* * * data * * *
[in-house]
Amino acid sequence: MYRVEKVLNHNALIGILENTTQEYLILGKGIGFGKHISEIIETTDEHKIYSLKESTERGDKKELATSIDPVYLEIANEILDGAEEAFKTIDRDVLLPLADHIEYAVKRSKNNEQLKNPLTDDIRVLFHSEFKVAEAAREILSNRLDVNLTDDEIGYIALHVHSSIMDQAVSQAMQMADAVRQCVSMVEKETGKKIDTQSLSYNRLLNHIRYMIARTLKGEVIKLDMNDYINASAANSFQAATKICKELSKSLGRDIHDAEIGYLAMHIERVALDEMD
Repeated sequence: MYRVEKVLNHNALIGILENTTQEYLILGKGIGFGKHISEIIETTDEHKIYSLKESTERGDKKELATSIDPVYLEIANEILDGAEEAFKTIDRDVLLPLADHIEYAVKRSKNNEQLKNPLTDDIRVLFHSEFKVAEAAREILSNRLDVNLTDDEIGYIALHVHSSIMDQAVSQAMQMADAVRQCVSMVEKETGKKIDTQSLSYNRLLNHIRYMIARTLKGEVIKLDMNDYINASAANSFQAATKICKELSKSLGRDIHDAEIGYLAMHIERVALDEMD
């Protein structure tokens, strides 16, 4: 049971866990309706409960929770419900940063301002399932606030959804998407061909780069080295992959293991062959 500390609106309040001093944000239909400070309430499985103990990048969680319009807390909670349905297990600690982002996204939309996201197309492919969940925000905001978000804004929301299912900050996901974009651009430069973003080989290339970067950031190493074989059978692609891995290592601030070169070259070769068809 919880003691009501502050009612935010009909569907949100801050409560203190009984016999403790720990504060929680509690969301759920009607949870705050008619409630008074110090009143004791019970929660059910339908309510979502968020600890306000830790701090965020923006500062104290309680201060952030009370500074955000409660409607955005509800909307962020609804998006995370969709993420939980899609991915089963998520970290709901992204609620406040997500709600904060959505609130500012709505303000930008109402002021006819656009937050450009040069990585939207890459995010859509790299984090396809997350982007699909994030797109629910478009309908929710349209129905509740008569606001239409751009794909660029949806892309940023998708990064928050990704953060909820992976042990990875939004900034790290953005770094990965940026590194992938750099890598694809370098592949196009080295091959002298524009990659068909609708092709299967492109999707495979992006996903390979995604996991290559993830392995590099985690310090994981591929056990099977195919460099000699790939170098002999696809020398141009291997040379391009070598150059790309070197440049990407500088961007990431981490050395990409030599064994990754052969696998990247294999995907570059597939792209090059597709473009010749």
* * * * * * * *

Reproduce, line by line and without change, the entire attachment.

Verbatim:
[in-house]
Amino acid sequence: MYRVEKVLNHNALIGILENTTQEYLILGKGIGFGKHISEIIETTDEHKIYSLKESTERGDKKELATSIDPVYLEIANEILDGAEEAFKTIDRDVLLPLADHIEYAVKRSKNNEQLKNPLTDDIRVLFHSEFKVAEAAREILSNRLDVNLTDDEIGYIALHVHSSIMDQAVSQAMQMADAVRQCVSMVEKETGKKIDTQSLSYNRLLNHIRYMIARTLKGEVIKLDMNDYINASAANSFQAATKICKELSKSLGRDIHDAEIGYLAMHIERVALDEMD
Repeated sequence: MYRVEKVLNHNALIGILENTTQEYLILGKGIGFGKHISEIIETTDEHKIYSLKESTERGDKKELATSIDPVYLEIANEILDGAEEAFKTIDRDVLLPLADHIEYAVKRSKNNEQLKNPLTDDIRVLFHSEFKVAEAAREILSNRLDVNLTDDEIGYIALHVHSSIMDQAVSQAMQMADAVRQCVSMVEKETGKKIDTQSLSYNRLLNHIRYMIARTLKGEVIKLDMNDYINASAANSFQAATKICKELSKSLGRDIHDAEIGYLAMHIERVALDEMD
């Protein structure tokens, strides 16, 4: 049971866990309706409960929770419900940063301002399932606030959804998407061909780069080295992959293991062959 500390609106309040001093944000239909400070309430499985103990990048969680319009807390909670349905297990600690982002996204939309996201197309492919969940925000905001978000804004929301299912900050996901974009651009430069973003080989290339970067950031190493074989059978692609891995290592601030070169070259070769068809 919880003691009501502050009612935010009909569907949100801050409560203190009984016999403790720990504060929680509690969301759920009607949870705050008619409630008074110090009143004791019970929660059910339908309510979502968020600890306000830790701090965020923006500062104290309680201060952030009370500074955000409660409607955005509800909307962020609804998006995370969709993420939980899609991915089963998520970290709901992204609620406040997500709600904060959505609130500012709505303000930008109402002021006819656009937050450009040069990585939207890459995010859509790299984090396809997350982007699909994030797109629910478009309908929710349209129905509740008569606001239409751009794909660029949806892309940023998708990064928050990704953060909820992976042990990875939004900034790290953005770094990965940026590194992938750099890598694809370098592949196009080295091959002298524009990659068909609708092709299967492109999707495979992006996903390979995604996991290559993830392995590099985690310090994981591929056990099977195919460099000699790939170098002999696809020398141009291997040379391009070598150059790309070197440049990407500088961007990431981490050395990409030599064994990754052969696998990247294999995907570059597939792209090059597709473009010749």